Thursday, April 19, 2012

The Missing Checkbook

I was getting frantic.  I hadn't seen the checkbook for over a week and was beginning to think that it was lost and not just misplaced.  I spent the last two days tearing up the house searching.  As a result, my laundry room has never looked better.  Good news!  The checkbook was not under the washing machine.

It wasn't in the spare bedroom closet either.  Or in the freezer.  Not in the dresser drawer or under the bathroom sink.  Nix on the bookshelves (although I emptied them twice just to be sure.)  Not in the boxes of Christmas ornaments.  Jerry helped me search for several hours the other night.  I figure I have about twenty-five man hours invested in this project all together.  Still no checkbook.

The last time I could remember seeing it we were in Charleston.  I began wondering, would we drive back to Charleston just to get our checkbook?  How far would you backtrack to pick up a lost item?

                                                 *  *  *

When we were traveling back from Orlando a couple of weeks ago, we hit a storm system that was spawning tornadoes.  We'd planned to drive straight through, but considered the weather and stopped just at the edge of Savannah.  There was a cluster of chain motels there and we just picked one and slept there.  Nothing special, just an emergency place to stay.

In the morning we got up early and left.  We had breakfast in Savannah and it was during this meal that Jerry asked, "Did you grab the pillows?" I hadn't and so then we had a little dilemma.  Do we go back and get them or not? 

I really like my pillow.  It's goose down and broken in.  I feel about it like a four-year-old feels about her blankie.  I am attached to it, but I don't necessarily want people to know.  I hated to leave it behind, but Jerry's determination to get from "Point A" to "Point B" as rapidly as possible is legendary.  I harbored little hope that he would drive ten minutes in the wrong direction to retrieve it. 

Calling the motel was a good idea, but neither of us could remember what the name of it was and we hadn't gotten a receipt. I reasoned that it was still early and maybe the maids hadn't even cleaned our room yet but Jer didn't want to bother driving that far if they'd already thrown our pillows away. 

Jerry was calling random motel chains, asking them "Are you the motel by the Cracker Barrel?" when I realized I had stuffed my pillow into my suitcase.  The urgency of the trip back magically dissolved for me now that I knew my own pillow wasn't at risk.  Funny how that works, right?  I hadn't mentioned my news yet to Jer, but he sensed that something was different in my attitude. "Whatever you want to do, honey."  I said sweetly.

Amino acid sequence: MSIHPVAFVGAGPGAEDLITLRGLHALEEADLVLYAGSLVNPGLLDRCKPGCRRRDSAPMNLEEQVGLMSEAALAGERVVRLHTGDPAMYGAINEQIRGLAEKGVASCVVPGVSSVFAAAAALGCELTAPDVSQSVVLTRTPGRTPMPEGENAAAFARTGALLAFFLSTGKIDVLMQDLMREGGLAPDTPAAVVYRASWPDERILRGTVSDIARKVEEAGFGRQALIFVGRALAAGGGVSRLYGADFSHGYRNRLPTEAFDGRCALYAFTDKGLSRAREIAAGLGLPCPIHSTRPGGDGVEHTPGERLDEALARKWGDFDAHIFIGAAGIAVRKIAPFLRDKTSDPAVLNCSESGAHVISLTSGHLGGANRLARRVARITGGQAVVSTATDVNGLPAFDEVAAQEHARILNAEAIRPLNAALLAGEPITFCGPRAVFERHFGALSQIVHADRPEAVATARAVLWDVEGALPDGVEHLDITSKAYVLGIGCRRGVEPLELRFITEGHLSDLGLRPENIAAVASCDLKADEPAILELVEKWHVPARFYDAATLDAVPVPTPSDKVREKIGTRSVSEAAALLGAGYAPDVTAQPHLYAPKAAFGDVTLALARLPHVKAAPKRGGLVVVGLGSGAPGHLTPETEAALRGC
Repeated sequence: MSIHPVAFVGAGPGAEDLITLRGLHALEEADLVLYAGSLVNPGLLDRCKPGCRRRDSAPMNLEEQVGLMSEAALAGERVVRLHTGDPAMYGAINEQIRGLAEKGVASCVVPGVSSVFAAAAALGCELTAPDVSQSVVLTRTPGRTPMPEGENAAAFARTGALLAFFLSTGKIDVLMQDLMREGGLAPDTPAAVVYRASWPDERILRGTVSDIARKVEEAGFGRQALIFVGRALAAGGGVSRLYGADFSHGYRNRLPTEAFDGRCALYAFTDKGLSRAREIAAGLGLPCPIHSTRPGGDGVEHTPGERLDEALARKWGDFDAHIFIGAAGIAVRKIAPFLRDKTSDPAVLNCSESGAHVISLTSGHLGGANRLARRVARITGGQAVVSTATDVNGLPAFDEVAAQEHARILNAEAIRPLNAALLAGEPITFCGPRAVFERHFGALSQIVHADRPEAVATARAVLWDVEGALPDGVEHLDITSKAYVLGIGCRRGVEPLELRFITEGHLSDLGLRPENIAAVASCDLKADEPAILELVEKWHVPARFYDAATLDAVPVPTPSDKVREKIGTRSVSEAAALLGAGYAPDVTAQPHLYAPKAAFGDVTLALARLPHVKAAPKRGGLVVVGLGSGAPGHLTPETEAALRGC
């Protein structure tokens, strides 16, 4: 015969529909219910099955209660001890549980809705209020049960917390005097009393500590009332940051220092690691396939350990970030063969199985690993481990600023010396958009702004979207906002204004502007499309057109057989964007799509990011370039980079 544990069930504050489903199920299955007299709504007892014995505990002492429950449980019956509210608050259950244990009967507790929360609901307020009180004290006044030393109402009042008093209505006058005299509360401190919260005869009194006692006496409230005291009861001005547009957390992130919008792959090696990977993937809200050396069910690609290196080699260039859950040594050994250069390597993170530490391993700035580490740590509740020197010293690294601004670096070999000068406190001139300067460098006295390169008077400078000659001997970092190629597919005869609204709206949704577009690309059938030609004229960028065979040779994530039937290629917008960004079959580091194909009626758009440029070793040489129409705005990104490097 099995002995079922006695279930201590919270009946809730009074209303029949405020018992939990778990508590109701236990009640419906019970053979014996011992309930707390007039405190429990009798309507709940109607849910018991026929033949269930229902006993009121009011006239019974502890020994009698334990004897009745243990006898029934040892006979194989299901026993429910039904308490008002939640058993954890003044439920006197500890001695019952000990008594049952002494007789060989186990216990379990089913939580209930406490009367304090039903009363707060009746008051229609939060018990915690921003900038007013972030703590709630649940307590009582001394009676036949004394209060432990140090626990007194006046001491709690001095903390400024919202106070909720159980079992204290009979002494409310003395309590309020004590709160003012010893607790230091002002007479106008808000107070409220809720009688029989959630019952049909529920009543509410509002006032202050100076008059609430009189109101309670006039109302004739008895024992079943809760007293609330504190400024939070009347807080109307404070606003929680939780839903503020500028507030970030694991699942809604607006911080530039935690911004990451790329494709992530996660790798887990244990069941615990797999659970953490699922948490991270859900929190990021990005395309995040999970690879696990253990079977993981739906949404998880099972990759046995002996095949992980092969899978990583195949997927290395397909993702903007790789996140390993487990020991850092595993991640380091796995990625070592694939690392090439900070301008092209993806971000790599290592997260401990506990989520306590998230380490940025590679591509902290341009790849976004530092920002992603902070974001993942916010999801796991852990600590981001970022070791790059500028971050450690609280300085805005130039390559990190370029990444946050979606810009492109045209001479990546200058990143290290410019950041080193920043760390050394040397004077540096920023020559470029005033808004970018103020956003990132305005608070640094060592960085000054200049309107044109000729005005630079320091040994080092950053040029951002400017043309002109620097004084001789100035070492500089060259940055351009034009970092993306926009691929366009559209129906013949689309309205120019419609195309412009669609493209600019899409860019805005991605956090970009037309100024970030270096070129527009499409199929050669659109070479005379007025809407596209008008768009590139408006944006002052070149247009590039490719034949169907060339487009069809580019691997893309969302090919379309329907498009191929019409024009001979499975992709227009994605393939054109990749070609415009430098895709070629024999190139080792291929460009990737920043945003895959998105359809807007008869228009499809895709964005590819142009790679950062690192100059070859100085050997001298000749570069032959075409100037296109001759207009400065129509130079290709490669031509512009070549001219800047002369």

When I finally told him only his pillow was left in the room, he surprised me by deciding to go back anyway.  Apparently he likes his pillow as much as I like mine.  It was worth the extra twenty minutes' drive just to know that we would have our own pillows to sleep on when we got home.

A week or so later I was trying to make my friend who works at a B&B laugh by telling her the pillow story.  She did smile but then she told me an even funnier  one.  A snarky couple stayed with them for a couple of nights and when they left, the maid found a pair of men's underwear and a pair of socks in the bureau drawer.  "What should I do with these?" she asked.  It had been about forty-five minutes since these guests had departed so my friend said, "Throw them in the dumpster."

Wouldn't you know about fifteen minutes later the man called and said he was coming back for them?  The women were both flabbergasted!  How much can a pair of underwear and socks cost?  The gas they were going to spend to drive back to the inn probably would have covered the price tags of replacements and then some. 

The women quickly did a dumpster dive and recovered the articles, slightly worse for the wear.  Breakfast scraps had been thrown in on top of the underwear, so they now had Hollandaise sauce decorating the front panel.  The innkeeper scrubbed them the best she could, stuck them in a plastic bag and just handed the whole mess to the man when he arrived.  "Don't even ask," she told him.  

He'd added a hundred and twenty minutes to his drive in order to retrieve his pair socks and a wet pair of underpants.  It's a crazy world.

                                                   *  *  *

Sam "driving" the van.

So, would we drive four hours one-way to retrieve our checkbook?   We won't need to find out this time because I found it outside in the recycling bin.  Like I said, it's a crazy world.

1 comment:

Anonymous said...

How did the checkbook end up on the recycle bin?